By Jim Selman | Bio
I got another shot of what has been a curiosity to me for a long time: the growing practice of ‘texting’. This practice was highlighted for me when I read that Barack Obama has to kick his Blackberry habit in his new job and again when I was at the theater earlier this week with an audience of mostly 20 and 30-year-olds. Both before the curtain and at the intermission, I counted about 30 folks fixated on their ‘mobile communication devices’. Several were even covertly ‘peeking’ during the performance.
I don’t think I am a Luddite, yet somehow this seemed to me to be not only rude, but also a bit ludicrous. I watched myself falling into a kind of judgmental ‘old person’s’ conversation along the lines of “Don’t these kids know that they are missing the point of going out for a pleasant evening…blah blah blah.” I clearly had a point of view based on my experience of growing up and was looking down my nose at this new practice in much the same way my father probably viewed my obsession with the telephone when I was growing up.
The question I am reflecting on is whether I’m stuck in an age-based and narrow interpretation of what is and is not appropriate and ‘healthy’ behavior or whether I have a legitimate and valid point of view that has nothing to do with ‘the way it used to be’. In the case of more and more people spending hours locked into their devices, it seems to me to be an important conversation, like whether our kids watched too much television.
I don’t have an answer, but I have a theory about why it is happening. Most of my life and work has been about trying to show how our culture (paradigm) is based in the Cartesian notion that human beings are objects—things that think. I have pointed out that when we have this assumption, then we must invent psychology as the theory for explaining how the ‘thing’ works. We’ve inherited a whole worldview of human beings as ‘information-processing machines’, replete with metaphors of our brains as hardware and our ‘minds’ as software. This worldview sees organizations as networks in which ‘nodes’ are stimulated by incoming messages, and so forth and so on. As this relates to the practice of texting, we have conceived a theory of communication based on sending and receiving information.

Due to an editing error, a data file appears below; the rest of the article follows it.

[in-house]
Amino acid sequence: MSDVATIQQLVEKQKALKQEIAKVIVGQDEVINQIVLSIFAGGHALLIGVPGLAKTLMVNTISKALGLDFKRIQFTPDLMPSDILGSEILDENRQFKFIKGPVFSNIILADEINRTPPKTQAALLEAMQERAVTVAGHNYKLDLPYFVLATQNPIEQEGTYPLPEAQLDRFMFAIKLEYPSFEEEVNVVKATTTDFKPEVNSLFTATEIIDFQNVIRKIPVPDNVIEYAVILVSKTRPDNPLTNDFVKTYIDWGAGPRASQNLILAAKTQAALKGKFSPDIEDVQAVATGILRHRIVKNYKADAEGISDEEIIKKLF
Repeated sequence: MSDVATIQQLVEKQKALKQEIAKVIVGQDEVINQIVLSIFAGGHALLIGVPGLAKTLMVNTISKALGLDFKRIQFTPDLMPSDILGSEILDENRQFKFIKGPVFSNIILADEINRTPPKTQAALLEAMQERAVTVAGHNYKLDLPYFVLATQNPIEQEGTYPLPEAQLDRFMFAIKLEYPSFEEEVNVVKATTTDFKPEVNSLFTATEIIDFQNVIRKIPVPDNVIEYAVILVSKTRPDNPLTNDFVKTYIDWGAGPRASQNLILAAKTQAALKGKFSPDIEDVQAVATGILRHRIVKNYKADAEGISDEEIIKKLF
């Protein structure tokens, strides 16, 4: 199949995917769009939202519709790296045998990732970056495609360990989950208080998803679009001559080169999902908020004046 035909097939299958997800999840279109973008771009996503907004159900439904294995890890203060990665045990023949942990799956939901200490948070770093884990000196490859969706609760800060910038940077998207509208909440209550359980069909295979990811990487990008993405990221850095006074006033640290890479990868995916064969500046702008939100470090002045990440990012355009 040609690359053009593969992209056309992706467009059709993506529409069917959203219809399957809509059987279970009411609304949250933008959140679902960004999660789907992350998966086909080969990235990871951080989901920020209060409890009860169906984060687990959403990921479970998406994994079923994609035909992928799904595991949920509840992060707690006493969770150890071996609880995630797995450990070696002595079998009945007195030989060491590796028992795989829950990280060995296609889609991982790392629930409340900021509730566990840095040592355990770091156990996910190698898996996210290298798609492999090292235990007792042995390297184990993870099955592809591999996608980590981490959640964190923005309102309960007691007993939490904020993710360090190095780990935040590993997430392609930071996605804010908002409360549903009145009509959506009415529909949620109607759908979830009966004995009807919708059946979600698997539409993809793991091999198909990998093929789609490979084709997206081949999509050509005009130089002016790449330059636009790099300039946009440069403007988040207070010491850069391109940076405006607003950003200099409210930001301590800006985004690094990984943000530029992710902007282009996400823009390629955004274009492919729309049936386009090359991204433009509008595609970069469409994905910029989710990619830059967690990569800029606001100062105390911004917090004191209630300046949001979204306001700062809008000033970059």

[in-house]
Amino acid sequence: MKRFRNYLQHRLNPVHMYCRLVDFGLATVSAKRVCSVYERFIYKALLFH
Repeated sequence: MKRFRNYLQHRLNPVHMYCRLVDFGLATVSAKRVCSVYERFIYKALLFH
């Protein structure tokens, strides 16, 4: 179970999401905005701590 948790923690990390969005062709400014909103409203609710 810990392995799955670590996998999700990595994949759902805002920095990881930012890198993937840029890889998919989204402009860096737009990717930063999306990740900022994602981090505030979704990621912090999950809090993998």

If we follow this interpretation, then it is inevitable that we invent tools and practices for processing more and more information at ever-increasing rates. In other words, I am suggesting that ‘texting’ is just the latest extension of the idea that people are ‘things’ and that communication and relationship is just about ‘transactions’. At the end of the day, we are evolving into increasingly competent information processors. But in the process, perhaps we are losing a great deal of the emotional and spiritual substance that makes life worth living.
As I pursue my commitment to building more authentic and ‘human’ relationships with younger people, I need to learn to include and allow this practice as a natural extension of the past and not invalidate it as the ‘wrong’ way to live or communicate. I have certainly gotten ‘hooked’ on email, so why not ‘texting’? Nonetheless, there is not only a need for balance, but also a need to maintain the most fundamental quality of humanness—the capacity to choose. When we lose the capacity to choose, we are addicted … and then we lose ourselves, as well as the possibility for creative self-expression and (even) love.
So from me to those who follow—snding u msg 2 call when u can.